“(A) identifies the action, the parties thereto, the patent or patents at issue, and the pleading or other paper that identified the party under section 290(b); and

“(B) informs the party that it may be joined in the action and made subject to paying an award of fees and other expenses under section 285(b) if—

“(i) fees and other expenses are awarded in the action against the party alleging infringement of the patent or patents at issue under section 285(a);

“(ii) the party alleging infringement is unable to pay the award of fees and other expenses;

“(iii) the party receiving notice under this paragraph is determined by the court to be an interested party; and

“(iv) the party receiving notice under this paragraph has not, within 30 days after receiving such notice, renounced in writing, and with notice to the court and the parties to the action, any ownership, right, or direct financial interest (as described in paragraph (4)) that the interested party has in the patent or patents at issue.

“(4) ADDITIONAL REQUIREMENTS FOR JOINDER.—

“(A) INITIAL STATEMENT.—This subsection shall not apply to an action unless a party defending against an allegation of infringement of a patent claim files, not later than 14 days before the date on which a scheduling conference is held or the date on which a scheduling order is due under Rule 16(b) of the Federal Rules of Civil Procedure, a statement that such party holds a good faith belief, based on publicly available information and any other information known to such party, that the party alleging infringement has no substantial interest in the subject matter at issue other than asserting the patent in litigation.

“(B) CERTIFICATION.—This subsection shall not apply to an action if the party alleging infringement files, not later than 45 days after the date on which such party is served with the initial statement described under subparagraph (A), a certification that—

“(i) establishes and certifies to the court, under oath, that such party will have sufficient funds available to satisfy any award of reasonable attorney’s fees and expenses under section 285 if an award is assessed;

“(ii) demonstrates that such party has a substantial interest in the subject matter at issue other than asserting the patent in litigation; or

“(iii) is made under oath that there are no other interested parties.

“(5) EXCEPTION FOR UNIVERSITY TECHNOLOGY TRANSFER ORGANIZATIONS.—This subsection shall not apply to a technology transfer organization whose primary purpose is to facilitate the commercialization of technologies developed by one or more institutions of higher education (as defined in section 101(a) of the Higher Education Act of 1965 (20 U.S.C. 1001(a))) if such technology transfer organization is alleging infringement on behalf of an entity that would not be subject to this subsection.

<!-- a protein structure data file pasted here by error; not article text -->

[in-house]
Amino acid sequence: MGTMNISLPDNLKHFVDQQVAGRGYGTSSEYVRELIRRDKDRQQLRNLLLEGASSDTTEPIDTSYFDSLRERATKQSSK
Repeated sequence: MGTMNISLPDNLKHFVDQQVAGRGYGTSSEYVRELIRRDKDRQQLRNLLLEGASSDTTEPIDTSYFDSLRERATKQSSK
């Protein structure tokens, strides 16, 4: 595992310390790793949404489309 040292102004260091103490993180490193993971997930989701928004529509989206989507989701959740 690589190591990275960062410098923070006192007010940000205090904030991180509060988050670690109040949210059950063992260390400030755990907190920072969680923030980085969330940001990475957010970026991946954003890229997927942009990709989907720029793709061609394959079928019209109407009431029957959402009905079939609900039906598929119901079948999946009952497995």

“(6) INTERESTED PARTY DEFINED.—In this subsection, the term ‘interested party’ means a person, other than the party alleging infringement, that—

“(A) is an assignee of the patent or patents at issue;

“(B) has a right, including a contingent right, to enforce or sublicense the patent or patents at issue; or

“(C) has a direct financial interest in the patent or patents at issue, including the right to any part of an award of damages or any part of licensing revenue, except that a person with a direct financial interest does not include—

“(i) an employee of the party alleging infringement—

“(I) whose principal source of income or employment is employment with the party alleging infringement; or

“(II) whose sole financial interest in the patent or patents at issue is a salary or hourly wage paid by the party alleging infringement;

“(ii) an attorney or law firm providing legal representation in the civil action described in paragraph (1) if the sole basis for the financial interest of the attorney or law firm in the patent or patents at issue arises from the attorney or law firm’s receipt of compensation reasonably related to the provision of the legal representation; or

“(iii) a person whose sole financial interest in the patent or patents at issue is ownership of an equity or security interest in the party alleging infringement, unless such person also has the right or ability to direct or control (membership on the board of directors alone is not sufficient to demonstrate such right or ability) the civil action.

“(7) SUBSTANTIAL INTEREST.—In this subsection, the term ‘substantial interest’ includes an interest in the subject matter of a patent at issue if the party—

“(A) invented the subject matter; or

“(B) commercially practices or implements, made substantial preparations directed particularly to commercially practicing or implementing, or is engaged in research and development in, technology in the field of the subject matter.”.

(d) Discovery stay.—

(1) AMENDMENT.—Chapter 29 of title 35, United States Code, as amended by subsection (a), is further amended by inserting after section 281A (as added by such subsection) the following new section:

§ 281B. Stay of discovery pending a preliminary motion.

“(a) In general.—Except as provided in subsection (d), in an action for patent infringement under section 271 or an action for a declaratory judgement that a patent is invalid or not infringed, discovery shall be stayed if—

“(1) the defendant moves to—

“(A) sever a claim or drop a party for misjoinder under Rule 21 of the Federal Rules of Civil Procedure;

“(B) transfer the action under section 1404(a) of title 28;

“(C) transfer or dismiss the action under section 1406(a) of title 28; or

“(D) dismiss the action pursuant to Federal Rule of Civil Procedure 12(b); and